Un condamné à mort s'est échappé ou Le vent souffle où il veut

Un condamné à mort s'est échappé ou Le vent souffle où il veut aka A Man Escaped (Robert Bresson, 1956)

Robert Bresson is the kind of director that not everyone gets and likes. Almost everyone of his films involves religion and faith in some manner. With Un condamné à mort s'est échappé, Bresson applied his "cinematographer" theory to film making. It involves a non-professional cast, few music except at the end, and a very minimalist mise en scène. One could say that it was a Dogme 95 of the 1950's. Adapted from the memoirs of André Devigny and scripted by Robert Bresson himself, Un condamné à mort s'est échappé is one of the most interesting if not the best jail movie.

Fontaine (François Leterrier) is a French resistant emprisoned during the Nazi occupation in France and he is condemned for a death sentence. Even before entering in the prison his thoughts are centered around a way to escape. During a long but untold lapse of time he concocts and study his plan to get out of jail. We follow the evolution of his plan and every thought and hesitation with a voice over by Fontaine himself. The minimalist locations of shooting, the cell, the prisoner yard, and the staircases are among the few places Bresson films. Everything is done with the fewer means possible. As the viewer is totally concerned with the dramatic escalation of the story and the climax. This is the most gripping film Bresson has ever made and the theory of the "cinematographer" is superbly executed and applies perfectly with the subject of the jail escape.
This is also a film about hope and expecting what you can do when you are determined to achieve and success. The whole idea of faith and belief is also mentioned in a conversation with the Priest of Leiris (Roland Monod) while in an argument that one must pray to the lord but also act to get he asks. An interesting fact about Fontaine and Bresson is the fact that the director himself has been in the French Resistance and that like Louis Malle who was a collaborator to the Nazis, made a film about a personal experience. His heroes, or as he liked to call them models, are often expressionless and antipathetic characters. It is one of the elements that makes it difficult to rely to when one wants to discover Bresson's work. However, Un condamné à mort s'est échappé was brought to me by Mediafilm's Masterpiece list and I must completely agree with this institution: this is a masterpiece and Robert Bresson's greatest film.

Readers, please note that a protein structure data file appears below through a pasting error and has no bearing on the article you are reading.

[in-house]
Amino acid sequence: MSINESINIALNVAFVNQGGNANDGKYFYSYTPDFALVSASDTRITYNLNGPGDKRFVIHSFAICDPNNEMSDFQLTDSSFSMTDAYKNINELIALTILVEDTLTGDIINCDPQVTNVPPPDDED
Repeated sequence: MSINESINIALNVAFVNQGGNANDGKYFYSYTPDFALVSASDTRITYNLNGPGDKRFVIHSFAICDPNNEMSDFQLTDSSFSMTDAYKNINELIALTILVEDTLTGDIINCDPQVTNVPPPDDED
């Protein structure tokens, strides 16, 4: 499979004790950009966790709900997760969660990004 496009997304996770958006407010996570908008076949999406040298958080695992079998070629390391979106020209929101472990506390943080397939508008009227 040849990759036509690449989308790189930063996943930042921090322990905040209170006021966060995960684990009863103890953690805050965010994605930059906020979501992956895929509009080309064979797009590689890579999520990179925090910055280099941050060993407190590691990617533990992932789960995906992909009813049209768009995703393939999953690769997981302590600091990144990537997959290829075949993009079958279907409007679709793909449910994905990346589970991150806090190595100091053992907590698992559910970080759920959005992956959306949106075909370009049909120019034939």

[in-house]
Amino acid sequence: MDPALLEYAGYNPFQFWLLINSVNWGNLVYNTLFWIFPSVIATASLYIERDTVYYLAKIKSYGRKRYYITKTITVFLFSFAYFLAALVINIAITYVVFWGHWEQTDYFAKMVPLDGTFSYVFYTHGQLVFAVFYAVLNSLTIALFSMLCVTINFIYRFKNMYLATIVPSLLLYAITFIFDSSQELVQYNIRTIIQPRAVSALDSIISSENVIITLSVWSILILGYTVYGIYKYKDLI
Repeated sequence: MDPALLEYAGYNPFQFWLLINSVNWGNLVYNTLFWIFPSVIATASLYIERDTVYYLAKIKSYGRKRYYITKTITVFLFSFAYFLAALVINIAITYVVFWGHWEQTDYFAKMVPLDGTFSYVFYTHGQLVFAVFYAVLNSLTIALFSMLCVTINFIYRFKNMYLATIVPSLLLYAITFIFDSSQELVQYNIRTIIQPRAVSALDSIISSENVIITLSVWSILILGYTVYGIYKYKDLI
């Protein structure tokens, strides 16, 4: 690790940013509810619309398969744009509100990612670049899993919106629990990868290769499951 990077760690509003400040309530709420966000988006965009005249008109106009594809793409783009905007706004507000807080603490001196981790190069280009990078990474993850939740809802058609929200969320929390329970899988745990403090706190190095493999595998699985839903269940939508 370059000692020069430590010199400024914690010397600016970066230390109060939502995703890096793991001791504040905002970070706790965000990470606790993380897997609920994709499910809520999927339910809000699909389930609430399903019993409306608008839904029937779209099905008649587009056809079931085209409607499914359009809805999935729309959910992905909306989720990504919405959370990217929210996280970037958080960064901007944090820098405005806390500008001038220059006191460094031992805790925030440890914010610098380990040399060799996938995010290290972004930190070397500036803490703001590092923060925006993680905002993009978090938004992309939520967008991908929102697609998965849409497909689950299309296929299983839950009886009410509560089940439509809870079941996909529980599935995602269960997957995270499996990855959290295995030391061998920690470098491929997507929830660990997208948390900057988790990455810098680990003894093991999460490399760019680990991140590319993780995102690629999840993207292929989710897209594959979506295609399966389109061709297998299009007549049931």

Doomed he was when he arrived. Fontaine however came with his hopes and determination. Even if the Nazis beat him with iron bars his will to escape was stronger than any kind of repression.


  1. I agree with you, I think this is the best prison film I have seen. Most people seem to prefer Au Hasard Balthasar and Mouchette, but this one and Pickpocket are my favorite Bresson films.

    1. I really enjoyed this one and Pickpocket as well as Au Hasard Balthazar but this is my favorite so far. I still need to see Mouchette.

  2. I'm a little of both of those categories when it comes to Bresson. There are several that I've seen and loved. There are a few that I didn't like at all.

    This one falls in the "I loved it" category.

    1. I can clearly understand what you mean here John! It is the same for me. The first Bresson I ever saw was Diary of a Country Priest and I hated it very much!

      Glad you share the love for this one!


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